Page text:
Myth No. 2. Electrical grounds will keep me safe. Most people misunderstand the primary purpose of grounds. System grounding and equipment grounding had separate histories and purposes. Edison began grounding the electrical systems in the 1890s. Many argued this was to save money by using the earth as a wire. In truth, the grounding system was implemented to allow stray current to use the earth as a path to complete the electrical circuit back to the generator and overload the newly created “fused links.” These fused links were designed as a means of fire protection for the system and the buildings provided with electrical power.

When the Tesla (alternating current) system was constructed, overhead wiring was used. The system’s grounding allowed lighting strikes to be dissipated into the earth, also reducing the risk of fires and equipment damage. The 1903 electrical code recommended grounding the electrical service in every building. By 1913, grounding certain electrical systems became mandatory. Receptacle grounding wasn’t required until 1947, and it was specific for laundry rooms.

The 1956 code extended that requirement to areas where a person might be in contact with the earth, such as basements, garages, and outdoor receptacles. These early grounding systems limited the time someone would be exposed to stray current, by allowing an increase in current flow through the ground path and melting the fuse. If you are in contact with the grounded materials it does not prevent shock or the occasional electrocution.

So why is this important? The function of receptacle and equipment grounding is primarily to allow a damaged circuit to take a path that will easily overload the fuse or circuit breaker. A tool that only allows 3 amps of current flow will not draw enough current to trip a breaker rated for 20 amps. If the wiring system is damaged, the short could exist for an indefinite period of time and result in fire or injury. So we connect all of the metal parts of our homes and equipment to the grounding electrodes (ground rods and water pipes). If the circuit is damaged and contacts the conductive materials, large amounts of current surge through the path and trip the breakers quickly.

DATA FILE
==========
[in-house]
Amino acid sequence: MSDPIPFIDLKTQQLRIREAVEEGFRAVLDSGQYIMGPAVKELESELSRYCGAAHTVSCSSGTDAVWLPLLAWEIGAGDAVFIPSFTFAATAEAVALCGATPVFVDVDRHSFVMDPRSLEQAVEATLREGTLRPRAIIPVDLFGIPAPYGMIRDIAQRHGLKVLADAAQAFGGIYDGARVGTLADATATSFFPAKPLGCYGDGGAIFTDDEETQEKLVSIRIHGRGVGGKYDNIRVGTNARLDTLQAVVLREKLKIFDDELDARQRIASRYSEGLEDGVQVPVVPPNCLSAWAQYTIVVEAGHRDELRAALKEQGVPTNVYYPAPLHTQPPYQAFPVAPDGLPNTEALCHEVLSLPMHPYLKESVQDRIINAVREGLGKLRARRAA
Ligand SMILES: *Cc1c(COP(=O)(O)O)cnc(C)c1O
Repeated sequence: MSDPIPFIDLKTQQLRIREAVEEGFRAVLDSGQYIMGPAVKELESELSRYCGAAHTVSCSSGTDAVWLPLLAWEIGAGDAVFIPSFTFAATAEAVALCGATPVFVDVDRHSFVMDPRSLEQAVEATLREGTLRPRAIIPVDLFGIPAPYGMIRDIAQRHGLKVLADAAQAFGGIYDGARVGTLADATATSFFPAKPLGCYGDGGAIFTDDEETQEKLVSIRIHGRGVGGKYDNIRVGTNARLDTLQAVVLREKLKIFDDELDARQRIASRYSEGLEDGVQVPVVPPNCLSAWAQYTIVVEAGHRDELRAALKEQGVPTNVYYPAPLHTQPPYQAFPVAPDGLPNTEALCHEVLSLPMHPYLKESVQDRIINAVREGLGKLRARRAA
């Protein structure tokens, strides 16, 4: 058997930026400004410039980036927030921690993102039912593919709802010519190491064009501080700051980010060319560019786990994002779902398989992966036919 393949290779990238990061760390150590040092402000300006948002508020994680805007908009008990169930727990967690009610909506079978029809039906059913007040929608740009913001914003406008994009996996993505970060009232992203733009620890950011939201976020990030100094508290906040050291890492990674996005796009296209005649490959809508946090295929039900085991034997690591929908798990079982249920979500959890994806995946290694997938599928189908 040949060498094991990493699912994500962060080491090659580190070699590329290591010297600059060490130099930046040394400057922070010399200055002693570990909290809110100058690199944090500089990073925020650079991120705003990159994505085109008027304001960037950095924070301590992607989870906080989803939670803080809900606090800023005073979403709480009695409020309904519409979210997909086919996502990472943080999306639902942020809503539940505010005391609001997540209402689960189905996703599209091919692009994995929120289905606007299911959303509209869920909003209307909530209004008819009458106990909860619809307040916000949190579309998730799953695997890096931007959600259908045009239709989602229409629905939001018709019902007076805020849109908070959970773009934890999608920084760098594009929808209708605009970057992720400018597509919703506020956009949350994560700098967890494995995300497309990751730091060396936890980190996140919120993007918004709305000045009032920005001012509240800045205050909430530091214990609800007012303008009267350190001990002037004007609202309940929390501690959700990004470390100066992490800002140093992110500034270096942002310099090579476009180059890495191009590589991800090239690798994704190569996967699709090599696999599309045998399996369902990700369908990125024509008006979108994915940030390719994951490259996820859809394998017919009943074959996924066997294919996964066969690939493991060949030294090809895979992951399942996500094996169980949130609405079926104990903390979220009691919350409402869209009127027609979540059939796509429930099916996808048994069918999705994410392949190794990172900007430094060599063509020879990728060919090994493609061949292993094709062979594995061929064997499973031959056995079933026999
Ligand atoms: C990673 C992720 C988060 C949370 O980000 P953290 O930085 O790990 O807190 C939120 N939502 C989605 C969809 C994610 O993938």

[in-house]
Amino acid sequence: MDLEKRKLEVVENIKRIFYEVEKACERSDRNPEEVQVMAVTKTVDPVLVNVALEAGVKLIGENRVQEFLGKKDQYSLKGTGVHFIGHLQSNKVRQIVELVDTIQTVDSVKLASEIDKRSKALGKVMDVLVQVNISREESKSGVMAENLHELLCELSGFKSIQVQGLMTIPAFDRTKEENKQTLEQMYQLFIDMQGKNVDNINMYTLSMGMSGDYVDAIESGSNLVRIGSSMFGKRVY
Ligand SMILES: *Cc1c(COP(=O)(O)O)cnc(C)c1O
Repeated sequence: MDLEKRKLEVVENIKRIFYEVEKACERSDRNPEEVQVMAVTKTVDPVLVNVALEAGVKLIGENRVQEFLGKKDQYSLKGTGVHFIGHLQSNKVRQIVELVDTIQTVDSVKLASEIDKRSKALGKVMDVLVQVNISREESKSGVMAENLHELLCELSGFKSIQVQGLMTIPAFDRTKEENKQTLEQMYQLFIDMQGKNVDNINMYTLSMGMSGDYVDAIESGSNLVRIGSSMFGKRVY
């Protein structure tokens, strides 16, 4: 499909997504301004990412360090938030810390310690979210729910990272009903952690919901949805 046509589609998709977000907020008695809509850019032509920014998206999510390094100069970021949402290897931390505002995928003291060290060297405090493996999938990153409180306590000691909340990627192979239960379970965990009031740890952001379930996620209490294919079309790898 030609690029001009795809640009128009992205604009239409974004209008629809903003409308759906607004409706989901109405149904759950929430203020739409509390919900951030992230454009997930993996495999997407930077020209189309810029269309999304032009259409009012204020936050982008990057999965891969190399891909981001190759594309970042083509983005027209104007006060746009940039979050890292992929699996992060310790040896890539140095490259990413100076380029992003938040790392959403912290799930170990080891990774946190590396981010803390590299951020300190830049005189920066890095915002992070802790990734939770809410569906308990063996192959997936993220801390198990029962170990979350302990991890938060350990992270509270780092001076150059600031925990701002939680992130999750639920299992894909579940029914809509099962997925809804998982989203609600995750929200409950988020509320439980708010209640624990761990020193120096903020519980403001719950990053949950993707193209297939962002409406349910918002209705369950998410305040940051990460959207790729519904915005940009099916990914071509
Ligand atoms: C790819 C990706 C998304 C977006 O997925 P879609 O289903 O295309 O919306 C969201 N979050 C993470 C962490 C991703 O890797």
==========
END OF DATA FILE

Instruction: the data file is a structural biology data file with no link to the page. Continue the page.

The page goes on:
While that has been effective in reducing the numbers of electrical fires, it means that anyone in contact with the metal parts is subject to receiving a shock. The likelihood of serious injury is reduced but not eliminated. That is why we now use the Ground Fault Circuit Interrupter (GFCI) protection in wet, potentially wet and temporary wiring services. The GFCI trips in fractions of a second, before an electrical injury occurs.

Myth No. 3. Power lines are insulated. Contacts with overhead power lines have resulted in thousands of deaths and tens of thousands of injuries since the hanging of electrical wires began in the 1880s. The policy of maintaining at least a 10-foot clearance between people and wires has been advocated for nearly 100 years. Long before OSHA, the power companies tried to educate the public of the need to maintain this minimum clearance.

Here is why. The typical adult can feel about 1 milliamp of current. In order to prevent us from feeling the current flowing through our extension cords and appliance wiring systems, the manufacturer covers the wires with an outer casing of material that will limit the amount of current to less than 1 milliamp. Our systems use 110 and 240 volts (nominal). To prevent us from feeling any current we need 1 ohm of resistance for every volt applied to the wire. An extension cord powered at 110 volts must have a covering providing 110,000 ohms to reduce the current to 1 milliamp.

To coat all overhead power lines with materials that could provide that level of protection would be astronomical in cost. The materials used to cover the millions of miles of overhead wiring are designed to protect the wires from damage-not as insulation to protect us from the current.

If you want proof of this “bleeding” of current from overhead wires, go outside after it rains and listen to the wires humming. That humming is current flowing between the wires because the covering does not have sufficient resistance to contain it. Always maintain the minimum distance of 10 feet between those suspended wires and anything conductive you’re in contact with.

Continue reading with Part 2, here.